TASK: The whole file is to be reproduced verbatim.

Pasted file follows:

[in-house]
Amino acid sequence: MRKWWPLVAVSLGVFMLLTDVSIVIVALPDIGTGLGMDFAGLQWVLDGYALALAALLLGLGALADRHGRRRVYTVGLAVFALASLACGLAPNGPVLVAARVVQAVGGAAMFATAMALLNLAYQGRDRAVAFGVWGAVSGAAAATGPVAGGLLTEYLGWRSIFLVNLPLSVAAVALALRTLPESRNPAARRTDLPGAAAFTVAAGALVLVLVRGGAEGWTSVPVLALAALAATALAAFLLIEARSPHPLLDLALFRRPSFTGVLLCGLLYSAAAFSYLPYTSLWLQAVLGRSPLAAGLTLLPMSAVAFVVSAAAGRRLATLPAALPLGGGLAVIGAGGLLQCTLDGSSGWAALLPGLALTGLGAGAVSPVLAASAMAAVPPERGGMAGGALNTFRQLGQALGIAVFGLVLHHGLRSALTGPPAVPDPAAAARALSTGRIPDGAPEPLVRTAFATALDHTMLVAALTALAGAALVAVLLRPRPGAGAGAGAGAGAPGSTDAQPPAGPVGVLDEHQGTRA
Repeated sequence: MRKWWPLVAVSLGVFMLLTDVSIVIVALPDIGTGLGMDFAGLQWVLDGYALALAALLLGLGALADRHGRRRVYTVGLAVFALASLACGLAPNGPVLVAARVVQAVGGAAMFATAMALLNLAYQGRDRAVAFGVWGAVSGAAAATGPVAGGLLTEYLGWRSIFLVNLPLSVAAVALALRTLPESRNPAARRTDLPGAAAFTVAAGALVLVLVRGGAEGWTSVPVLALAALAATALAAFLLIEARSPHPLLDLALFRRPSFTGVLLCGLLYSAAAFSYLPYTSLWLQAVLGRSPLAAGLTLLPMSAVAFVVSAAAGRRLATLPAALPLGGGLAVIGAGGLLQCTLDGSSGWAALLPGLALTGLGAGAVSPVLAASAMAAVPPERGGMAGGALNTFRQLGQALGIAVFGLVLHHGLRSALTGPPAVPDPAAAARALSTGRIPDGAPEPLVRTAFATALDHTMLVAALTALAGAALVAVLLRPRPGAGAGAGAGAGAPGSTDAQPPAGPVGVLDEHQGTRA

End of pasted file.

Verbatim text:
[in-house]
Amino acid sequence: MRKWWPLVAVSLGVFMLLTDVSIVIVALPDIGTGLGMDFAGLQWVLDGYALALAALLLGLGALADRHGRRRVYTVGLAVFALASLACGLAPNGPVLVAARVVQAVGGAAMFATAMALLNLAYQGRDRAVAFGVWGAVSGAAAATGPVAGGLLTEYLGWRSIFLVNLPLSVAAVALALRTLPESRNPAARRTDLPGAAAFTVAAGALVLVLVRGGAEGWTSVPVLALAALAATALAAFLLIEARSPHPLLDLALFRRPSFTGVLLCGLLYSAAAFSYLPYTSLWLQAVLGRSPLAAGLTLLPMSAVAFVVSAAAGRRLATLPAALPLGGGLAVIGAGGLLQCTLDGSSGWAALLPGLALTGLGAGAVSPVLAASAMAAVPPERGGMAGGALNTFRQLGQALGIAVFGLVLHHGLRSALTGPPAVPDPAAAARALSTGRIPDGAPEPLVRTAFATALDHTMLVAALTALAGAALVAVLLRPRPGAGAGAGAGAGAPGSTDAQPPAGPVGVLDEHQGTRA
Repeated sequence: MRKWWPLVAVSLGVFMLLTDVSIVIVALPDIGTGLGMDFAGLQWVLDGYALALAALLLGLGALADRHGRRRVYTVGLAVFALASLACGLAPNGPVLVAARVVQAVGGAAMFATAMALLNLAYQGRDRAVAFGVWGAVSGAAAATGPVAGGLLTEYLGWRSIFLVNLPLSVAAVALALRTLPESRNPAARRTDLPGAAAFTVAAGALVLVLVRGGAEGWTSVPVLALAALAATALAAFLLIEARSPHPLLDLALFRRPSFTGVLLCGLLYSAAAFSYLPYTSLWLQAVLGRSPLAAGLTLLPMSAVAFVVSAAAGRRLATLPAALPLGGGLAVIGAGGLLQCTLDGSSGWAALLPGLALTGLGAGAVSPVLAASAMAAVPPERGGMAGGALNTFRQLGQALGIAVFGLVLHHGLRSALTGPPAVPDPAAAARALSTGRIPDGAPEPLVRTAFATALDHTMLVAALTALAGAALVAVLLRPRPGAGAGAGAGAGAPGSTDAQPPAGPVGVLDEHQGTRA